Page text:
Having bad breath is not necessarily a health condition. However, bad breath that doesn’t go away can be quite concerning, especially if you enjoy spending a lot of time with friends or speaking with people at your job. In some cases, it could be a sign of an untreated health condition, but you wouldn’t know for sure until you spoke with a dentist in Metairie. By doing so, you can confirm the source of the problem and get it properly treated.
So what are considered common causes for bad breath? Here are several to consider and what you should do next to prevent them.
Foods: The First Culprit to Consider
Waking up in the morning with bad breath is one thing, but coffee is only going to make that breath even worse. Coffee dries out the mouth, making it easier for oral bacteria to move, multiply and continue releasing plaque acids that cause dental disease and bad breath.
If you aren’t much of a coffee drinker, it could also be other foods you eat on a regular basis. Garlic, onions, brussels sprouts, certain cheeses and other pungent foods can leave a lingering smell in your mouth. While dairy products like cheese are generally good for teeth, they can still dry out your mouth.
Poor Oral Hygiene, Medications and Gum Disease
One of the most common causes of bad breath is just a poor oral care routine. If you aren’t brushing or flossing enough, it leaves behind plaque on the surface of your teeth, gums and tongue.
Alternatively, certain medications are known for having dry mouth as a common symptom. If you’re older and you take several medications, double check with the label or ask your doctor if dry mouth is common with that medication. If you can’t be given another medication without that side effect, you’ll just need to increase how often you practice oral care.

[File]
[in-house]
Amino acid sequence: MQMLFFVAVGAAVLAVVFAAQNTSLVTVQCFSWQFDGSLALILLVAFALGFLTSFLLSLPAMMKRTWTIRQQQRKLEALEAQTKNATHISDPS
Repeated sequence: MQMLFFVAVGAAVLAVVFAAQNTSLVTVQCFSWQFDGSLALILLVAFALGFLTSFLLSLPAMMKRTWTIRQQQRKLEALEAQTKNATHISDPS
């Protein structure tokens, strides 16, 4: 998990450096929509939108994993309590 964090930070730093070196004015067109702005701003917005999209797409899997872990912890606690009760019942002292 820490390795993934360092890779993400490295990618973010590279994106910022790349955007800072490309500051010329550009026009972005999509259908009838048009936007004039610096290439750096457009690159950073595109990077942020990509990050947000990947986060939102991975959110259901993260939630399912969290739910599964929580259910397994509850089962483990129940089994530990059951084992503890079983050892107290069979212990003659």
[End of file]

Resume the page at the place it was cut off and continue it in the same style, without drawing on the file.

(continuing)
Finally, gum disease can easily cause bad breath if left untreated. As plaque begins breaking down the connective tissue holding teeth in place, it will only contribute more to your chronic bad breath.
The Best Ways to Reduce Chronic Bad Breath
Start by modifying your diet to make it more balanced. Include foods that are high in water-content, such as fruits and vegetables. Reduce your consumption of sugars, starches and particularly pungent foods like garlic, onions or coffee.
If these steps prove unsuccessful, make sure that you are brushing at least twice a day using a fluoridated toothpaste. Floss at least once a day to remove plaque from the sides of teeth. Brush your tongue by reaching towards the back of your throat, then gently brushing towards the tip to remove the biofilm. This film collects plaque, bacteria and food debris, which all contribute to bad breath.
Visit the dentist to confirm no dental disease or any other underlying condition is present. A dentist may recommend you a prescription-level mouthwash that controls the growth of bacteria in your mouth. If that doesn’t help, it may be time to see a general doctor who can confirm no systemic issues are present.
Are you suffering from chronic bad breath? Schedule an appointment with a dentist today!
About the Author
Dr. Mayda Ferguson earned her dental degree from Louisiana State University. Today, she holds a Fellowship in the Academy of General Dentistry, proving her commitment to continuing her education and providing the best dentistry possible. To learn more about her practice, you can contact her through her website.